Welcome to COP27. Thank You for Not Protesting

Fisher had expected to see more instigation inside the conference this year. Anger at the COP process has been mounting with each year of inaction, she says, and she assumed that choosing Egypt as a host might inspire some people to register with a plan to disrupt the proceedings. That could still be the case, especially if the talks appear to be headed toward a disappointing conclusion. “The whole world will be watching whatever happens in Egypt,” she says. “My money is still on something happening there.”

So far, that hasn’t happened. Each morning, small NGO-affiliated groups have gathered near the conference entrance, chanting slogans about issues that are core to the negotiations, such as climate reparations, or pushing back on the COP process and membership, which includes more than 600 fossil fuel lobbyists. Most of the actions have attracted a few dozen protesters and roughly an equal number journalists. They appear on a tidy schedule, each graciously yielding a shaded patch of the conference area for the next.

“Those aren’t protests. Those are meetings,” said a young attendee from Palestine, who did not wish to be named before she arrived safely home, as she pulled out her phone to record two men, one dressed as a T-rex and the other as a skeleton. The dinosaur was set to receive an award called “Fossil of the Day,” given to the COP participant deemed most hypocritical by Climate Action Network, a watchdog group. The citation, read over the Jurassic Park theme song, described a failure to uphold basic human rights and the ability to protest on climate issues. The recipient, in absentia: Egypt. The crowd gasped. “I hope I’m still allowed here tomorrow,” the skeleton said. The next day, the prize again went to Egypt.

Briefly on Saturday, the traditional day for large protests outside COP meetings, NGOs held a sanctioned march inside the venue that they called a “symbolic” action, highlighting the inability for protesters to gather outside. Activists have otherwise spurned Egypt’s dedicated protest zone. A visit to the area, which involved a lengthy shuttle ride from the area where delegates are meeting, followed by a lengthy search for the site with the help of bewildered security guards, found a barren scene. A staff member, lounging in the shade cast by a shipping container with a coffee bar inside, said he hadn’t seen any protesters there.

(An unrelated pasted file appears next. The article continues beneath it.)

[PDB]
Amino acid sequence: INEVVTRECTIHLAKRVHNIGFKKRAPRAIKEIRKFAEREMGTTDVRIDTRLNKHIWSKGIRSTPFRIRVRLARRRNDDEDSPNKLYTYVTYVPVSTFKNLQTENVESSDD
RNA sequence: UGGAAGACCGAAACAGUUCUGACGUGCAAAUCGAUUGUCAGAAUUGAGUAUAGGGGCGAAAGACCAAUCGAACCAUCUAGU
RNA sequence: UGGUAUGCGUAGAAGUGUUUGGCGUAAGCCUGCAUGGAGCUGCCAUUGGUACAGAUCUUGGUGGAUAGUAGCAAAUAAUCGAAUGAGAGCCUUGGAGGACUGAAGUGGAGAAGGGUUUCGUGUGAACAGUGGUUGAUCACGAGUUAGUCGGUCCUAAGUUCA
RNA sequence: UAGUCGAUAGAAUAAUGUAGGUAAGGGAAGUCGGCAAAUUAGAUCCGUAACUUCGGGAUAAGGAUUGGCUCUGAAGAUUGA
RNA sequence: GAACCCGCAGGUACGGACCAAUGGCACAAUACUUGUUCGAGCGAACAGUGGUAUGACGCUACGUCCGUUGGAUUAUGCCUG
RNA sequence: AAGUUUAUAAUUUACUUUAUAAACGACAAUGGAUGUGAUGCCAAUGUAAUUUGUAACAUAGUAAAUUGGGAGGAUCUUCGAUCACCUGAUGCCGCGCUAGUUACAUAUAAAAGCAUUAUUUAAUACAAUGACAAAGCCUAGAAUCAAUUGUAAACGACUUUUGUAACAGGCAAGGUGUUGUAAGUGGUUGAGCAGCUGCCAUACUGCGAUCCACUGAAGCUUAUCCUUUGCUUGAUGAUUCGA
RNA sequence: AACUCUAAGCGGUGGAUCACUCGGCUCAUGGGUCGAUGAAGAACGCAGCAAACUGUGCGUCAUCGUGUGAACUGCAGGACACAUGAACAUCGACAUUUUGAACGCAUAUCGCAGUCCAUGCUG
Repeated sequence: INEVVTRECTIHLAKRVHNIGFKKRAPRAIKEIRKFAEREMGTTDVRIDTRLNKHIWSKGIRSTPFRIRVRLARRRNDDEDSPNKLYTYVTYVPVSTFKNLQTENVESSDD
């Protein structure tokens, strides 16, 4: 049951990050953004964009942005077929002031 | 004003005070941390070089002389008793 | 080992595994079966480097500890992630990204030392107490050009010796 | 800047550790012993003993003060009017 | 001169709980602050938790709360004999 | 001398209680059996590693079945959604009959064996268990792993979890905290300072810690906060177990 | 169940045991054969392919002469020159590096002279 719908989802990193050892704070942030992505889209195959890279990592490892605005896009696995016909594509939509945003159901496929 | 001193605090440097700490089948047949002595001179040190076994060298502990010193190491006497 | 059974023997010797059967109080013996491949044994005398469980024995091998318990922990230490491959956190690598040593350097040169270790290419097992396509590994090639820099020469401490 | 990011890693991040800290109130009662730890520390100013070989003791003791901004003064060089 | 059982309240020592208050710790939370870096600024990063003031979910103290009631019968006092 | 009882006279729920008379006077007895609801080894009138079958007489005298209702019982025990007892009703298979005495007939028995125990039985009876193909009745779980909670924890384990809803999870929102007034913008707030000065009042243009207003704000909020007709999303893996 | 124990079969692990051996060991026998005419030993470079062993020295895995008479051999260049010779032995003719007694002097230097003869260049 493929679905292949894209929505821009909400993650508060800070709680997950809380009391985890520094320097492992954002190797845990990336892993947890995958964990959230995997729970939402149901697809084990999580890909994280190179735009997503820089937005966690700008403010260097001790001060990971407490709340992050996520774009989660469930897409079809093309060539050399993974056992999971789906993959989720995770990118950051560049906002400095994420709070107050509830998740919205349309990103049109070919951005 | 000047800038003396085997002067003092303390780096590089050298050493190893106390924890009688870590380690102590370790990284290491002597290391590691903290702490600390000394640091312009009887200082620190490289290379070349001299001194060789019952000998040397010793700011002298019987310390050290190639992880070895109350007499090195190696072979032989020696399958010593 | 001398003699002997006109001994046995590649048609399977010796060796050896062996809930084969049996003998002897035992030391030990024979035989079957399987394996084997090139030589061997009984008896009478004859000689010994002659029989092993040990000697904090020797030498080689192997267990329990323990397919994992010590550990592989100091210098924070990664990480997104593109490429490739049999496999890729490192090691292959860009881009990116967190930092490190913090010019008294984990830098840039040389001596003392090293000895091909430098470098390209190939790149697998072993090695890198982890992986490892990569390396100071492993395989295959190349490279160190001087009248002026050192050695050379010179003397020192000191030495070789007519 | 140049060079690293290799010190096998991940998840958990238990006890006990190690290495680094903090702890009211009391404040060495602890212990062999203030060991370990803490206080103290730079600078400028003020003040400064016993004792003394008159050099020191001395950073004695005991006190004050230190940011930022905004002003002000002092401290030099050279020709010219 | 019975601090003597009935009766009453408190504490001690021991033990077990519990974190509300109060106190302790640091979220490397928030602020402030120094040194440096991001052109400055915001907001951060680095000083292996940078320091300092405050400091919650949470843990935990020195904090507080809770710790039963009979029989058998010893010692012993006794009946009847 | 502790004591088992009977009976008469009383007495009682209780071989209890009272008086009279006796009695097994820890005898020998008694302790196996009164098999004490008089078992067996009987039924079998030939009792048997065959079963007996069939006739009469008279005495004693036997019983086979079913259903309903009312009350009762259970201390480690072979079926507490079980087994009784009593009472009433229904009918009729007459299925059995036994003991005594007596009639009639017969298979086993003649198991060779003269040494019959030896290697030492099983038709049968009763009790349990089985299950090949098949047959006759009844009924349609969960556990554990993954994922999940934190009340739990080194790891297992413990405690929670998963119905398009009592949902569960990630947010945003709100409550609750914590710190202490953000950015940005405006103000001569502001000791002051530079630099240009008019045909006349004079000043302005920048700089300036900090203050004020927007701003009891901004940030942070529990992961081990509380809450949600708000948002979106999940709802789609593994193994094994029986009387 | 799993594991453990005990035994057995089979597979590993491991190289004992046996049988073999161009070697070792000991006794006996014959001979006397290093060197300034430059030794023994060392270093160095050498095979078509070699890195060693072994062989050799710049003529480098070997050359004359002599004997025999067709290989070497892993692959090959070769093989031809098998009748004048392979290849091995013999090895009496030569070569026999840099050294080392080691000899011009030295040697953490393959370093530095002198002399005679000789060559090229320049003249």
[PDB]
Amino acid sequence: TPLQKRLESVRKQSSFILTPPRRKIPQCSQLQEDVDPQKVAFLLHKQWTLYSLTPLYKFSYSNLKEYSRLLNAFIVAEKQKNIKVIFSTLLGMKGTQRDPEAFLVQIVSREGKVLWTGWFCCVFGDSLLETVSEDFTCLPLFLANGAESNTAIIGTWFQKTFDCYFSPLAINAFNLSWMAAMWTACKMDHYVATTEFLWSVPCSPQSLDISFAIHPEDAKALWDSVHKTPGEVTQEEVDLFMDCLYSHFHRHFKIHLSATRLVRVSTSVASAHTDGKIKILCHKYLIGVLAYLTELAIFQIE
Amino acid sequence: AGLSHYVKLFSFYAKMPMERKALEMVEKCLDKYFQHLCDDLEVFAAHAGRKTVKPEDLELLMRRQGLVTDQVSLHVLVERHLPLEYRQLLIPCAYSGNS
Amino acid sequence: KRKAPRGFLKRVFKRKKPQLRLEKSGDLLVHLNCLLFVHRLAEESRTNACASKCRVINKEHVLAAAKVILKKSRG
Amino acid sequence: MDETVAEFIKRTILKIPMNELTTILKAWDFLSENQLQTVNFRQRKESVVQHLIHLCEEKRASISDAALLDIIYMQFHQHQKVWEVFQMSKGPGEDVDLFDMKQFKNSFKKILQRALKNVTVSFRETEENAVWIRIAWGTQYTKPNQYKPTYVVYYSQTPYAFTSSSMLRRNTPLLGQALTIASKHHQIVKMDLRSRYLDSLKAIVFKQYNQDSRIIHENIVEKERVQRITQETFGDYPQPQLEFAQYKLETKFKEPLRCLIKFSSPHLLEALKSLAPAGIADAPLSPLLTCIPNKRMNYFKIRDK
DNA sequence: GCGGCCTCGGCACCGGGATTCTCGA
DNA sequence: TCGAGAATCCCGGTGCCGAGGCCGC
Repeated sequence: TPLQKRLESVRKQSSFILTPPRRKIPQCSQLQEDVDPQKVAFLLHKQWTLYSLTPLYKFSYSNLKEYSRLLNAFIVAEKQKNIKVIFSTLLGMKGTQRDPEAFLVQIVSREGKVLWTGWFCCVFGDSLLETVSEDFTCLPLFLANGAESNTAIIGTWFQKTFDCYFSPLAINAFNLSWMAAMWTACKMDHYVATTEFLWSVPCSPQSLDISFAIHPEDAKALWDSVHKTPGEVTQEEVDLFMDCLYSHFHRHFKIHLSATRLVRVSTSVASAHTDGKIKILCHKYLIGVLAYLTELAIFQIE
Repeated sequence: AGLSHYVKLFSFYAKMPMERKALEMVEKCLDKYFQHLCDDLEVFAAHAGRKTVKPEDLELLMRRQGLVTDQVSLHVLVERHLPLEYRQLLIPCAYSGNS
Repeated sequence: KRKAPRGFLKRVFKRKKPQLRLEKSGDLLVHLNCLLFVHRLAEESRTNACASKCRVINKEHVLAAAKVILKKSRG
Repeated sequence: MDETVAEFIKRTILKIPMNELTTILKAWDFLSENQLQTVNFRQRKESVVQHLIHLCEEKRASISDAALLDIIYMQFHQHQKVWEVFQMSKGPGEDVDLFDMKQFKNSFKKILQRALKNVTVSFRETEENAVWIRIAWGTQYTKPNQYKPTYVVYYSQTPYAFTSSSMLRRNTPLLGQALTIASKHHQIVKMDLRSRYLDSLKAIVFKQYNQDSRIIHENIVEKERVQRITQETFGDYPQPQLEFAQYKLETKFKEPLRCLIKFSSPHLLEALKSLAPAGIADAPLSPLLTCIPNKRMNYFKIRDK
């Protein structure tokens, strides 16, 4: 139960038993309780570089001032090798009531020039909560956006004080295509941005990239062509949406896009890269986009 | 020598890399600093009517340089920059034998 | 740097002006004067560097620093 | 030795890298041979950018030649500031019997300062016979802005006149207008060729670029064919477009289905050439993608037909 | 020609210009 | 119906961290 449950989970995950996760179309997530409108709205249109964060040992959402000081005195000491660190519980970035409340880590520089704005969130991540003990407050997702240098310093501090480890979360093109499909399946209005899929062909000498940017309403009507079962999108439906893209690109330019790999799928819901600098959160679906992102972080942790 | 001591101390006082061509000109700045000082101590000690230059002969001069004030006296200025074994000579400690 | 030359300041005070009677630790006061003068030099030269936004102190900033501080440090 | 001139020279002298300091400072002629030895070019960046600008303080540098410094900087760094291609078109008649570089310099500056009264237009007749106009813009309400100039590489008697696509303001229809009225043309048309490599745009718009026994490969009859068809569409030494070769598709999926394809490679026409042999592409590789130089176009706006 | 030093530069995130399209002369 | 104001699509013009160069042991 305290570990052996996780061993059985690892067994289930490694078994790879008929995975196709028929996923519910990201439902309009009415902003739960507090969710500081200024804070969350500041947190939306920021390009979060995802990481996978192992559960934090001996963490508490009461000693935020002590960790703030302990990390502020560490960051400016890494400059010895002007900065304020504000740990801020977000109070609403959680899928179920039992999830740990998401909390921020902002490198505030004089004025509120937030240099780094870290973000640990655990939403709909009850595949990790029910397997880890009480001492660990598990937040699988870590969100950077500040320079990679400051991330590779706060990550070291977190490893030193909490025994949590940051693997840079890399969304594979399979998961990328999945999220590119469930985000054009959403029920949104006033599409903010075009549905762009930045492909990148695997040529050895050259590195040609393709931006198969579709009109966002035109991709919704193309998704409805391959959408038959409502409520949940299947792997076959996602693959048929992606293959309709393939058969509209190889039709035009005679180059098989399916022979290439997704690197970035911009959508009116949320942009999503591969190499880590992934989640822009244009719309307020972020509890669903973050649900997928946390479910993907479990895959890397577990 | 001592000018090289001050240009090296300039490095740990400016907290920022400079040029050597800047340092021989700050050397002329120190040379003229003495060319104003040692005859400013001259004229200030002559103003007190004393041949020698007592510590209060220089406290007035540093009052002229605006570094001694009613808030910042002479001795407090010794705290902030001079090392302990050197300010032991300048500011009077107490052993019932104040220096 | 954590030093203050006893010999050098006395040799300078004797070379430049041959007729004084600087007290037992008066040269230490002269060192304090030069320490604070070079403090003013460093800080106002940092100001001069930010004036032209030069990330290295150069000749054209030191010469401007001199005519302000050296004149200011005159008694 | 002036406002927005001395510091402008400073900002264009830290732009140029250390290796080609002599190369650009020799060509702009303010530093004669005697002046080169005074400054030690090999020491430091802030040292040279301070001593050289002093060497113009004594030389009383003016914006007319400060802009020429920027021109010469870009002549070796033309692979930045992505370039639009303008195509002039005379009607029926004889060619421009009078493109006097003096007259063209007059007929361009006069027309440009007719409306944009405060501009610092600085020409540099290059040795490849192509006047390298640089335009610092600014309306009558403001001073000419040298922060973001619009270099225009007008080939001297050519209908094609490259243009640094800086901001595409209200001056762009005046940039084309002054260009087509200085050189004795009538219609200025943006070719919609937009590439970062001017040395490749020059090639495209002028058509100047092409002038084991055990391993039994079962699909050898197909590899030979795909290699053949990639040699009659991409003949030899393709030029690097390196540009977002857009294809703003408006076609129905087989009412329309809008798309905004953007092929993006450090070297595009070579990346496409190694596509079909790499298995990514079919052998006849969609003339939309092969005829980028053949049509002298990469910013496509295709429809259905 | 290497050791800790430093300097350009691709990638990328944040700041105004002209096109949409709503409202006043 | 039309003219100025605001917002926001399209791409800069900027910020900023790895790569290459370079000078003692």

Instead, those protests have been happening elsewhere in the world. In the lead-up to COP, activist groups like Just Stop Oil began a campaign of throwing food at (glass-covered) artwork. And during the conference, dozens of protesters in the UK and Europe have been arrested for blocking roads. Fisher expects those actions to continue escalating. Because how could they not, as the impacts of climate change only get worse? But perhaps not at COP, she says, pointing out that COP28 will be hosted in Dubai, another place where it is not possible to protest without permission.

Perhaps that’s a better way of galvanizing politicians to act on climate changes anyway, she adds, noting that nation-states, not international meetings, are increasingly seen as the crucibles of climate action. “It used to be that if you cared about climate, you needed to go to climate negotiations to get your voice heard,” Fisher says. “That isn’t true anymore.” That’s one reason Johns chose to interrupt the American president, in particular, at COP. “We must mobilize in our own countries,” he says.

In the meantime, Yábar continues her work trying to amplify the voices of people missing from the conference. There have been moments that inspire optimism, she says, like when the Kenyan delegation stopped by and didn’t just give the young people a speech, but joined them in small groups and listened to their concerns. And she is happy, as a third-timer, to be a guide for the newbies at a notoriously overwhelming event. But the tension is still simmering. People in the youth groups were murmuring about an action of some kind, and she and her friends started making protest signs, using materials provided by UNESCO. They had not decided how to use them yet. But, she adds, they had been given free rein to say whatever they wanted.

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